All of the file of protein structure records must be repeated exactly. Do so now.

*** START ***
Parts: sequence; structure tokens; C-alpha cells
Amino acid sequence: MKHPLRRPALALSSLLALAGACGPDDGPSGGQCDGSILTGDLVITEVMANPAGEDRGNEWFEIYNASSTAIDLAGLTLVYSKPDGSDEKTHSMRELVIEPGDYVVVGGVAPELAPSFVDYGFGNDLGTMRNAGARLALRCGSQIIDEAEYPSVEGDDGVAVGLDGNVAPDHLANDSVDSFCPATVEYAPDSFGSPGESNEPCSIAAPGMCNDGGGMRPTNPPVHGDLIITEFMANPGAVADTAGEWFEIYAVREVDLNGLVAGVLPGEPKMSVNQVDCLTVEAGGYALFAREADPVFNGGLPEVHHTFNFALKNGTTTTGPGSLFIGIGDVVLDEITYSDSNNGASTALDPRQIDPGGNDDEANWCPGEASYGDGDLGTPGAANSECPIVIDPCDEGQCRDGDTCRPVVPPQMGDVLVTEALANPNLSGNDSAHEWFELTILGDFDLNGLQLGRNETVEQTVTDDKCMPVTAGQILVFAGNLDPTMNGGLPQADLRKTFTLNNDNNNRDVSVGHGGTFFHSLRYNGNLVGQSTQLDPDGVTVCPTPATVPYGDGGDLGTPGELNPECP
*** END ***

Parts: sequence; structure tokens; C-alpha cells
Amino acid sequence: MKHPLRRPALALSSLLALAGACGPDDGPSGGQCDGSILTGDLVITEVMANPAGEDRGNEWFEIYNASSTAIDLAGLTLVYSKPDGSDEKTHSMRELVIEPGDYVVVGGVAPELAPSFVDYGFGNDLGTMRNAGARLALRCGSQIIDEAEYPSVEGDDGVAVGLDGNVAPDHLANDSVDSFCPATVEYAPDSFGSPGESNEPCSIAAPGMCNDGGGMRPTNPPVHGDLIITEFMANPGAVADTAGEWFEIYAVREVDLNGLVAGVLPGEPKMSVNQVDCLTVEAGGYALFAREADPVFNGGLPEVHHTFNFALKNGTTTTGPGSLFIGIGDVVLDEITYSDSNNGASTALDPRQIDPGGNDDEANWCPGEASYGDGDLGTPGAANSECPIVIDPCDEGQCRDGDTCRPVVPPQMGDVLVTEALANPNLSGNDSAHEWFELTILGDFDLNGLQLGRNETVEQTVTDDKCMPVTAGQILVFAGNLDPTMNGGLPQADLRKTFTLNNDNNNRDVSVGHGGTFFHSLRYNGNLVGQSTQLDPDGVTVCPTPATVPYGDGGDLGTPGELNPECP